This bill is an opportunity to begin to restore what has been promised to municipalities for decades and has existed in statute for just as long. It is an opportunity to begin to relieve the consequential property tax burden that has been subtly downshifted by the state to the local level. Members are urged to contact their senator and members of the Senate Ways and Means Committee and ask them to support this bill.
State Aid Grants for Water & Wastewater Projects
The House Finance Committee held hearings on Tuesday on HB 398 and HB 412, and the Senate Finance Committees held a hearing on Tuesday on SB 127. These NHMA policy bills are identical House and Senate bills (although in the Senate, the bills are part of a larger omnibus bill) that make appropriations to fund state aid grants (SAGs) for public water system projects and wastewater projects. Representatives from New Hampshire Water Works Association, Granite State Water Association, New Hampshire Water Pollution Control Association, and NHMA testified in support of the bills, and 17 people signed in support.
In the House, HB 398 would appropriate $500,000 for each of fiscal years 2022 and 2023 to provide 20-25 percent of annual principal and interest for eligible project costs for water supply projects, including regional water interconnection. Water SAGs have not been funded since 2008, and this bill would lift that moratorium.
HB 412 would appropriate $5.7 million for fiscal year 2022 and $6.9 million for fiscal year 2023 to fund 11 eligible wastewater projects that were substantially completed by December 31, 2019, but held back from receiving state aid grant monies appropriated in the current budget biennium due to pandemic-related budget concerns. In addition, HB 412 would provide funding for 110 new projects expected to be eligible for funding in fiscal years 2022-2023. HB 412 would help ensure that the state does not return to a previous pattern of placing substantially completed projects eligible for state aid grants on a “deferred and delayed list” as occurred following the Great Recession, leaving municipalities to pick up the anticipated state share. It took 10 years before all those projects were finally funded, only to reach the pandemic, which has now derailed the appropriations targeted for funding the remaining 11 projects. Senate omnibus bill SB 127-FN, Parts VII and VIII, respectively, contain the identical provisions of both HB 398 and HB 412.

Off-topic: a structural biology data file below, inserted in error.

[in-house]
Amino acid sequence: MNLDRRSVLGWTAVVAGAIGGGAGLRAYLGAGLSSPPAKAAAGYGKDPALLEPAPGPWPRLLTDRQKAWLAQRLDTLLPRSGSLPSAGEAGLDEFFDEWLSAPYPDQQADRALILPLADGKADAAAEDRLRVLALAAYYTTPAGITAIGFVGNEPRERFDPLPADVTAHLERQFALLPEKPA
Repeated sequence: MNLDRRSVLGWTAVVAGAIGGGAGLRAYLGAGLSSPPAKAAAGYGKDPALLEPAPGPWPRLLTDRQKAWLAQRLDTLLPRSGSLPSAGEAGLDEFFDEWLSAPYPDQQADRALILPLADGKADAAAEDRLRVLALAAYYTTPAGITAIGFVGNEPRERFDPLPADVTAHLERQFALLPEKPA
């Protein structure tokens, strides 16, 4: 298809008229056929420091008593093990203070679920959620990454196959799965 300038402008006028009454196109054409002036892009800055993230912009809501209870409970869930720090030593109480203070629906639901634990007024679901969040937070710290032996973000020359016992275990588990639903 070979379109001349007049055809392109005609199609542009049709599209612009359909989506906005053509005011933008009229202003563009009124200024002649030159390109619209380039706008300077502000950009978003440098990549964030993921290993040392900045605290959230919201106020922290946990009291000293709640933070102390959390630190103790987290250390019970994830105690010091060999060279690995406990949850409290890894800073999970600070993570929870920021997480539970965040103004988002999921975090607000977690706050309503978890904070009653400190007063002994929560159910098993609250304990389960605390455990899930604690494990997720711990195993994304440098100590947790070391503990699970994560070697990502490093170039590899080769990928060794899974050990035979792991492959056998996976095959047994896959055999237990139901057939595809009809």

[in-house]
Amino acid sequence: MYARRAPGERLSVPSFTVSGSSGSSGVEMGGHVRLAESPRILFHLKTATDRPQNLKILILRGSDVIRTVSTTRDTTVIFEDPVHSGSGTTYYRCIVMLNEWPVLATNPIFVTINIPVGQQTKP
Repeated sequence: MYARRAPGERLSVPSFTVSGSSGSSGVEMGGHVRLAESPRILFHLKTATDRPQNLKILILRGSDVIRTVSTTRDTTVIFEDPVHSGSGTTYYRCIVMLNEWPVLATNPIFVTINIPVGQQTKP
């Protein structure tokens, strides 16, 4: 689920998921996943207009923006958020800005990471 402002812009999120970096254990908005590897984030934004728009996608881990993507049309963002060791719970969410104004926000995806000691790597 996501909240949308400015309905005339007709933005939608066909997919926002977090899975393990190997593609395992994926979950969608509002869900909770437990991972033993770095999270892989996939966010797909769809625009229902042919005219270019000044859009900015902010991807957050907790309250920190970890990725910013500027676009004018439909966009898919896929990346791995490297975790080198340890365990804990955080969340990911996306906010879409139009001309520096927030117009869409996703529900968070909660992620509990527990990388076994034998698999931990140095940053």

The House Finance Committee is scheduled to vote on HB 398 and HB 412 in executive session on February 16, 2021, at 10:30 a.m. Local officials are urged to contact members of the House Finance Committee and ask them to vote these bills ought to pass. The Senate has not yet scheduled an executive session for SB 127, but members are urged to contact members of the Senate Finance Committee to ask them to support this funding.
Property Tax Relief Act of 2021: Municipal Aid with Strings Attached
The Senate Finance Committee heard SB 118-FN on Tuesday. As we reported last week, cities and towns would receive two more years of “municipal aid” under this bill, but 60 percent of that aid would be required to be used for property tax rate reduction. The municipal aid ($20 million for each year) would be issued to municipalities on or before October 1 in fiscal years 2022 and 2023. Aid received by October 15, 2021, would be considered unanticipated revenue under RSA 31:95-b. Twenty percent of each municipality’s distribution would be based on its statewide ratio of ADMR (average daily membership in residence of pupils who are legal residents of the school district). The remaining 80 percent would be based on its statewide ratio of ADMR eligible for free or reduced-price meals.